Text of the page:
The business consists of a single car wash bay equipped with standard instrumentation that sprays soaps and detergents for washing and high-pressure water for loosening dirt and rinsing. At the end of the bay is a forced-air blower for drying as vehicle exit. It serves a single line of cars. Before each customer can get a wash, they must enter the convenience store and get a car wash ticket:
With its current setup, it is a single server, multiple phase queue. Queue 1 is the line for a ticket; Queue 2 is the car line for the wash. The issue the business is striving to solve is how to adjust capacity to shorten lines at both the ticket counter and the car wash line.
Optimal Service Level
The below diagram displays different factors a business must analyze to determine their best queue setup. On the Y axis, we have operating cost–the everyday cost to run the facilities that meet customer needs. On the X axis, we have service capacity¬–the level of capacity the business possesses to meet customer needs. In our example, operating cost is how much it costs daily to keep the store open, pay employees, pay utility bills, buy supplies, and maintain the car wash machinery. The higher the service capacity (e.g. more bays, more staff), the higher the operating cost.
Waiting cost is how much it costs a business to keep customers waiting. The more customers leave without making a purchase or do not return again because of frustrating wait times, the higher the waiting cost. Service cost is how much it costs to provide a service. In our example, service cost is how much it costs per car wash to deliver that service (determined by how many staff members were hired, etc.) and waiting cost is how many customers leave the ticket line or the car wash line because they get tired of waiting–or those who don’t come back because of a long wait. Typically, the more invested into raising capacity, the less customers are lost–decreasing waiting cost.
Service cost plus waiting cost equals total cost. Minimizing total cost is the aim of the business. Too little capacity might lessen service cost but increase loss of sales due to lost customers. Too much capacity might minimize lost customers, but unnecessarily bloat operating costs. The business should seek to find the fine balance–minimize cost while also minimizing loss of customers due to unreasonable wait times. This is the optimal service level which, on our diagram, is where service cost and waiting cost intersect:
Strategies to Decrease Waiting Cost
To shorten waiting lines, one might tend to assume that the way to do so is to add equipment and/or staff. For example, increasing the number of ticket server counters and staff and/or carwash bays would help increase service capacity:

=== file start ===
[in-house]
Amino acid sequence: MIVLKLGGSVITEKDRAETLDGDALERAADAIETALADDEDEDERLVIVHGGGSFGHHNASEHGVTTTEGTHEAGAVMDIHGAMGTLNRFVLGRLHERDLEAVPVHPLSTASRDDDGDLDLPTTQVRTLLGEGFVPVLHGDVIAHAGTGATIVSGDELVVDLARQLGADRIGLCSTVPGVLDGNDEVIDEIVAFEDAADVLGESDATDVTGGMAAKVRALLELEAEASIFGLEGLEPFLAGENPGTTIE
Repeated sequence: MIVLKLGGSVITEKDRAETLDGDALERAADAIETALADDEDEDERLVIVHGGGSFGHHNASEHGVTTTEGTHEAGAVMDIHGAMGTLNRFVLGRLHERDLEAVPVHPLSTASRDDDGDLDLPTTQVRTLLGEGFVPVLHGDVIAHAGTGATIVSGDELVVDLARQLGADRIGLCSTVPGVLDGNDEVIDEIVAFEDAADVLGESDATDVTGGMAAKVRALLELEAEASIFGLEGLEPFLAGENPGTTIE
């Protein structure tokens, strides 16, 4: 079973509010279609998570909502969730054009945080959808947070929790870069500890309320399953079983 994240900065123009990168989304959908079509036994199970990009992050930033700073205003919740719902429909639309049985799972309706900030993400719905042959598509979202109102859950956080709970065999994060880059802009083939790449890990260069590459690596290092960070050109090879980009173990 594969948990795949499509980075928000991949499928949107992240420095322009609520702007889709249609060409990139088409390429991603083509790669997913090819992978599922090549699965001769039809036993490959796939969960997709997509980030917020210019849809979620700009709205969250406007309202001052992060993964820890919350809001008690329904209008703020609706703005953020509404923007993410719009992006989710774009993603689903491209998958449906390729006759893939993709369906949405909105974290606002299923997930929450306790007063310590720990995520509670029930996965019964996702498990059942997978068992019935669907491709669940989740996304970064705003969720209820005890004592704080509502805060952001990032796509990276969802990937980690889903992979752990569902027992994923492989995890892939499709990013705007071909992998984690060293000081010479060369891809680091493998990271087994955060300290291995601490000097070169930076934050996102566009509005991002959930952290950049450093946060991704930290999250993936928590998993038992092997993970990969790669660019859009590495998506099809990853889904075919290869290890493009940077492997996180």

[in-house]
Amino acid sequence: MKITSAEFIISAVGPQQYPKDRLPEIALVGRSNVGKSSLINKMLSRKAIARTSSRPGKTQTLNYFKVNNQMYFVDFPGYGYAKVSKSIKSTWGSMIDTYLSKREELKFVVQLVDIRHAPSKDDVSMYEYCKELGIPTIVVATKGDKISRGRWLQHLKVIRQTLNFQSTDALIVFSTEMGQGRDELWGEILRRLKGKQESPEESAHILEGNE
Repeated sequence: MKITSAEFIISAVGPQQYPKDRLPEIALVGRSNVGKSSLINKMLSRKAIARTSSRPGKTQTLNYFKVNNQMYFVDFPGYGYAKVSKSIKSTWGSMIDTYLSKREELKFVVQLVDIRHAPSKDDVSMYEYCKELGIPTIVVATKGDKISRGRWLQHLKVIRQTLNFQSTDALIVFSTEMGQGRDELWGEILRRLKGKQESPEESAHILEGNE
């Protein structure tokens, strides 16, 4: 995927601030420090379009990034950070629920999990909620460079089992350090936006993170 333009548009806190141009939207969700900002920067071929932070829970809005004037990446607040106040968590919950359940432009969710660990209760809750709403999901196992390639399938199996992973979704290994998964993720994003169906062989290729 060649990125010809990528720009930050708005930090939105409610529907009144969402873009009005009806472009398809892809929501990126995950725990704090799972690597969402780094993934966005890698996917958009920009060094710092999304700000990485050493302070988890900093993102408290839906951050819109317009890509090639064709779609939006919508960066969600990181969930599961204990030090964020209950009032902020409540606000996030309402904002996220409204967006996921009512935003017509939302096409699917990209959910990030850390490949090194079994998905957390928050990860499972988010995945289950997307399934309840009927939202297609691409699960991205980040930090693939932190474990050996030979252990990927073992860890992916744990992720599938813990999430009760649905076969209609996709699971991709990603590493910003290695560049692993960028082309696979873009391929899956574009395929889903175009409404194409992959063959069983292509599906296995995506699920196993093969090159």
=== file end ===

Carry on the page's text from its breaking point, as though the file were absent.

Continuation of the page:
Obviously, adding additional bays–while perhaps necessary–would be very expensive. Paying additional staff-member salaries would also be expensive. However, increasing capacity is not the only way to minimize waiting cost. Another strategy to consider would be increasing efficiency of existing servers.
For example, is existing staff fit for their position? Do they need additional training or better tools to increase their efficiency, equipping them to serve more customers in less time? This could eliminate need to hire additional staff. Could the existing car wash equipment be upgraded to increase speed without sacrificing wash quality? This could decrease the number of additional bays needed or the need to add any at all.
Yet another strategy to consider is both improving efficient and minimizing the number of queues. In our example, it seems quite inefficient to have customers purchase a ticket in a separate line from the car wash line. The store queue could be eliminated entirely and, instead, a ticket machine could be added next to the car waiting lanes. This would free up staff to run the convenience store floor and decrease the number of car wash bays necessary:
Assuming the business concluded that the above setup is the ideal for them, they are now a multiple server, single phase queue. There are now two bays (servers) and only one phase necessary (waiting in a single line for the next available bay).
There are varying mathematical equations for specifically weighing your cost vs customer arrival times, wait times, and more, to determine what your optimal service level and costs are. Again, we do not cover those here, but we have provided a valuable understanding of the overall concept of and purpose for queueing theory in light of what businesses are up against.